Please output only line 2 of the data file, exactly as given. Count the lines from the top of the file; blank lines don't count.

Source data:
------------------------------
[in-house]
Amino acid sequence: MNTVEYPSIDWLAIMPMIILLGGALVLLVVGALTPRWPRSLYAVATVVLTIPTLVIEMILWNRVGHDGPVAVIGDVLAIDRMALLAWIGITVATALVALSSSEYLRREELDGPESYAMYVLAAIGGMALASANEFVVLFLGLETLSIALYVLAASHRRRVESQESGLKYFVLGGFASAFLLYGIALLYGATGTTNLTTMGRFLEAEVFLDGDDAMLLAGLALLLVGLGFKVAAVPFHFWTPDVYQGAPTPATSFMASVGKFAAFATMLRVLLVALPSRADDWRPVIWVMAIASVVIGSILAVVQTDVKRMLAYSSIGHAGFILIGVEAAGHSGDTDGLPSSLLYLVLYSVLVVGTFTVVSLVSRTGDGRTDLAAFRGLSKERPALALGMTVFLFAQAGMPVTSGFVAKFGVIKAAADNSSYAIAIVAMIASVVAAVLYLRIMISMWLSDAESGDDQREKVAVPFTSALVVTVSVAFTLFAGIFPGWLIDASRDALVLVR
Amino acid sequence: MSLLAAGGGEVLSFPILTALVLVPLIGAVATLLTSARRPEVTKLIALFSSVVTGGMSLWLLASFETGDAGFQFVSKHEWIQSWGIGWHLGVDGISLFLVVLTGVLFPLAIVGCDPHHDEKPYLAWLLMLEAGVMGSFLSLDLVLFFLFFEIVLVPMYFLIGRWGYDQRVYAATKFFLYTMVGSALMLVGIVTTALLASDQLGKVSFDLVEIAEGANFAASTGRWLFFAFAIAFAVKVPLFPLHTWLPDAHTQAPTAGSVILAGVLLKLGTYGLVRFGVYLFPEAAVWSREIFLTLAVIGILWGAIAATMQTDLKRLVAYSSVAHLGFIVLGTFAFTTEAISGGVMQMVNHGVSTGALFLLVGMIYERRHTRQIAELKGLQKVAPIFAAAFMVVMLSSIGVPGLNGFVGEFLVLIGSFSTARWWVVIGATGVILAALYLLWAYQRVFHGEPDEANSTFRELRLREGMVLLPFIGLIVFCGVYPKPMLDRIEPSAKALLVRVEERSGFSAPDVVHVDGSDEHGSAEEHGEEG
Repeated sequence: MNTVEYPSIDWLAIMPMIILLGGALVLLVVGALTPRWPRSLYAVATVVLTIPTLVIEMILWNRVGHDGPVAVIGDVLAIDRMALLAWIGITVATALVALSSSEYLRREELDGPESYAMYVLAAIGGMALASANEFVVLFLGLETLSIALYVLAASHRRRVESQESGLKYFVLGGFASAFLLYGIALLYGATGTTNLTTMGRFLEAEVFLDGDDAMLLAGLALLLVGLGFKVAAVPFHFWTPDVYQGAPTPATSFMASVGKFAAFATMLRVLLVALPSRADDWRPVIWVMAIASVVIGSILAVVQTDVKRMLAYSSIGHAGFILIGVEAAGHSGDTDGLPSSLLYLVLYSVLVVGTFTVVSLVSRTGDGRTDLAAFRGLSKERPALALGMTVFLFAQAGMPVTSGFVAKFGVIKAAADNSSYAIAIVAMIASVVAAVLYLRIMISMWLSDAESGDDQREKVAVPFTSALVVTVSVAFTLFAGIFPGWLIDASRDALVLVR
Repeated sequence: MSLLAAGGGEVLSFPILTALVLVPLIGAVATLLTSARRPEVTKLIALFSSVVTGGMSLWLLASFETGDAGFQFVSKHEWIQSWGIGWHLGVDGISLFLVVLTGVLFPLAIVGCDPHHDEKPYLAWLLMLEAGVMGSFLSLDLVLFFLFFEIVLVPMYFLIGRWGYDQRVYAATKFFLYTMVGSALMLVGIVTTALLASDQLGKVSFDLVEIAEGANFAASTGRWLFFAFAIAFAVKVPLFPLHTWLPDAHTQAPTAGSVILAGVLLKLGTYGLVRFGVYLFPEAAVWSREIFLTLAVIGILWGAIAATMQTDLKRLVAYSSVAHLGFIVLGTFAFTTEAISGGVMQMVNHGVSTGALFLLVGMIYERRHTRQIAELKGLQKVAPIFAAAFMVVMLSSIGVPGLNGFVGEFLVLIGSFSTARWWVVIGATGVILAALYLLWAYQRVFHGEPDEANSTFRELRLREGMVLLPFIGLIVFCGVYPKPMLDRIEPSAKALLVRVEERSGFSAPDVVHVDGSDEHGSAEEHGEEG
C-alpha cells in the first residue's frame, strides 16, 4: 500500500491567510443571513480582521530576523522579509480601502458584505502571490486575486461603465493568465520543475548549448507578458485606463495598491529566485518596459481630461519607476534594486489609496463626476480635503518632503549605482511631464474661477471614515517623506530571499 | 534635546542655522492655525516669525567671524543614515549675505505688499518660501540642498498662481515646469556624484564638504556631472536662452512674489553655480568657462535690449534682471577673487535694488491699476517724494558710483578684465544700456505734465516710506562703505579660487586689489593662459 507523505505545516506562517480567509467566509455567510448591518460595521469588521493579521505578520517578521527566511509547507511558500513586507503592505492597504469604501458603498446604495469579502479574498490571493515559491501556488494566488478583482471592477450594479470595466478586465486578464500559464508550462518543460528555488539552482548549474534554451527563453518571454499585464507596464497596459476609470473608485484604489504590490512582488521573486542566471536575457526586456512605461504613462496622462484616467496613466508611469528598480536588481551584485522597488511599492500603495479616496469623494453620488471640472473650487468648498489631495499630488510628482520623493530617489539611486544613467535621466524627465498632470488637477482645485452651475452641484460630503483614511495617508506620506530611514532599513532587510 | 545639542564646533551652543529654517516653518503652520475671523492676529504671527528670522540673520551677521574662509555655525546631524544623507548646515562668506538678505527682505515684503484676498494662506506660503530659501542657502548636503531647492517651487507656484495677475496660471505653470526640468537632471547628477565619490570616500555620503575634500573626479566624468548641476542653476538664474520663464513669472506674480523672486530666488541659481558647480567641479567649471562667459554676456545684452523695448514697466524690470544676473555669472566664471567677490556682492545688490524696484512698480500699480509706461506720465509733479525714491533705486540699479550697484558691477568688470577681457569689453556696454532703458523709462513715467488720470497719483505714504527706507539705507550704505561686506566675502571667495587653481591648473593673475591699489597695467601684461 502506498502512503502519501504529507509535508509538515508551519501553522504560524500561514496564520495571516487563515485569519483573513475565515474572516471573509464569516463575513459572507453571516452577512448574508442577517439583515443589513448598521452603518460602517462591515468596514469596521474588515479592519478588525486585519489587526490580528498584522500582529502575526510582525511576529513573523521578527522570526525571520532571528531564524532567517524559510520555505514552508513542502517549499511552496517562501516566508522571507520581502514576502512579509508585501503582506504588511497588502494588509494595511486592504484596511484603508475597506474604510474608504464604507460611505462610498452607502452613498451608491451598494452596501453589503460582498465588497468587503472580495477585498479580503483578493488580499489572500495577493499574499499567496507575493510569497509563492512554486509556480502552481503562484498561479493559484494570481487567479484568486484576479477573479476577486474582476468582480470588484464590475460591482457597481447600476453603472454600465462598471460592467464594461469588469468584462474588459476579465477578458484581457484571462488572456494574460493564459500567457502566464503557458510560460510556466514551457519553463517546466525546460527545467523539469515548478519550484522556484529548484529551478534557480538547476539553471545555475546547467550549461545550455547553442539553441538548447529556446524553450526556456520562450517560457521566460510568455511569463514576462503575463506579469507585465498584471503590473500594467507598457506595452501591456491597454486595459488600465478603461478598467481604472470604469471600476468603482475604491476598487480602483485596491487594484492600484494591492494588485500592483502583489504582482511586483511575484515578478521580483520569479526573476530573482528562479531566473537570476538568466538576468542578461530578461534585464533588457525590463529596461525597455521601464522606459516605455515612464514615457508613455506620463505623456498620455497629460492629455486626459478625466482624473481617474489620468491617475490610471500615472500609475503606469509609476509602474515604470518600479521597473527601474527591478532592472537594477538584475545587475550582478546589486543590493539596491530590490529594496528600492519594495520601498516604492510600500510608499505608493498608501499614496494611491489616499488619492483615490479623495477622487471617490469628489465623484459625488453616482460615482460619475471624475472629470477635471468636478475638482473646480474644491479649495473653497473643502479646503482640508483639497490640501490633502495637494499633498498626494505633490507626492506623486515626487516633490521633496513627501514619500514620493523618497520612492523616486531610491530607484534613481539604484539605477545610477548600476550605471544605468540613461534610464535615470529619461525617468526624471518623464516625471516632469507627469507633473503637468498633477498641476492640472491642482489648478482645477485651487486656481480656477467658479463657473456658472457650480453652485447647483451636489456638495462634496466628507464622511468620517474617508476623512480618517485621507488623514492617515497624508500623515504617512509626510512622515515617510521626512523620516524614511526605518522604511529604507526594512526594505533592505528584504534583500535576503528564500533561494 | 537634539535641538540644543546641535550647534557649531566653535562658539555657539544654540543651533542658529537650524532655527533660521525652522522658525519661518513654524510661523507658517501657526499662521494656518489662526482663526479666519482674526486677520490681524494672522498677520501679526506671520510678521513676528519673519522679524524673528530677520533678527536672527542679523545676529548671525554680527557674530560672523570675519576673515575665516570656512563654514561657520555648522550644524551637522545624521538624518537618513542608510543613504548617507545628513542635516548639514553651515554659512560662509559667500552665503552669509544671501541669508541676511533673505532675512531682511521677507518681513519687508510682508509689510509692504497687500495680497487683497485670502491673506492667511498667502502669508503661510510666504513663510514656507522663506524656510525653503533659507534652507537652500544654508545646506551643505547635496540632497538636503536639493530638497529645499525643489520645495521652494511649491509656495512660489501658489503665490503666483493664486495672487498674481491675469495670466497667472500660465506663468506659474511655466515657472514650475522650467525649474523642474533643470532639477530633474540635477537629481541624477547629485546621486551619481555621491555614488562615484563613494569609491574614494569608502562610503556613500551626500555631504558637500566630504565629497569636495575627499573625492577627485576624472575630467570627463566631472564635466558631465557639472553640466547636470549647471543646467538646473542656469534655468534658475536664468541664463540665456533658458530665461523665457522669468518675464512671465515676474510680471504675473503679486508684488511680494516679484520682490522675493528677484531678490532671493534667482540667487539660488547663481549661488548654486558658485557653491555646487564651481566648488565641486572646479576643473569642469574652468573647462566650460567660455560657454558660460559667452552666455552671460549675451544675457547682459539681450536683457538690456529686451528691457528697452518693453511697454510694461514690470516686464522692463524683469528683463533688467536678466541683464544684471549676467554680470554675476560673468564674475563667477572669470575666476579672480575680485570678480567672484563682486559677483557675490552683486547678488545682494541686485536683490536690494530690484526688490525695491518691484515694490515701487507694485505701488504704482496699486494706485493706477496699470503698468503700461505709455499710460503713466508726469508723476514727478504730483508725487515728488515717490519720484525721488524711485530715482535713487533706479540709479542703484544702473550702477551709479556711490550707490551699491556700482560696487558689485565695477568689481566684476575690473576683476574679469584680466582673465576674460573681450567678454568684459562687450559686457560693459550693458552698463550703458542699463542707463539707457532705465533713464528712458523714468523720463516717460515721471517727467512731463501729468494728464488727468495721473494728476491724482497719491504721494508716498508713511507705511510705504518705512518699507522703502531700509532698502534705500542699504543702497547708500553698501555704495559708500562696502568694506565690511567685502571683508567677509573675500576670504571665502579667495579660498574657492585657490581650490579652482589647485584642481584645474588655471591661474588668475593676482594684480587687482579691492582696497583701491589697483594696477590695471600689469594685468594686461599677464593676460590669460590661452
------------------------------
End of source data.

Amino acid sequence: MNTVEYPSIDWLAIMPMIILLGGALVLLVVGALTPRWPRSLYAVATVVLTIPTLVIEMILWNRVGHDGPVAVIGDVLAIDRMALLAWIGITVATALVALSSSEYLRREELDGPESYAMYVLAAIGGMALASANEFVVLFLGLETLSIALYVLAASHRRRVESQESGLKYFVLGGFASAFLLYGIALLYGATGTTNLTTMGRFLEAEVFLDGDDAMLLAGLALLLVGLGFKVAAVPFHFWTPDVYQGAPTPATSFMASVGKFAAFATMLRVLLVALPSRADDWRPVIWVMAIASVVIGSILAVVQTDVKRMLAYSSIGHAGFILIGVEAAGHSGDTDGLPSSLLYLVLYSVLVVGTFTVVSLVSRTGDGRTDLAAFRGLSKERPALALGMTVFLFAQAGMPVTSGFVAKFGVIKAAADNSSYAIAIVAMIASVVAAVLYLRIMISMWLSDAESGDDQREKVAVPFTSALVVTVSVAFTLFAGIFPGWLIDASRDALVLVR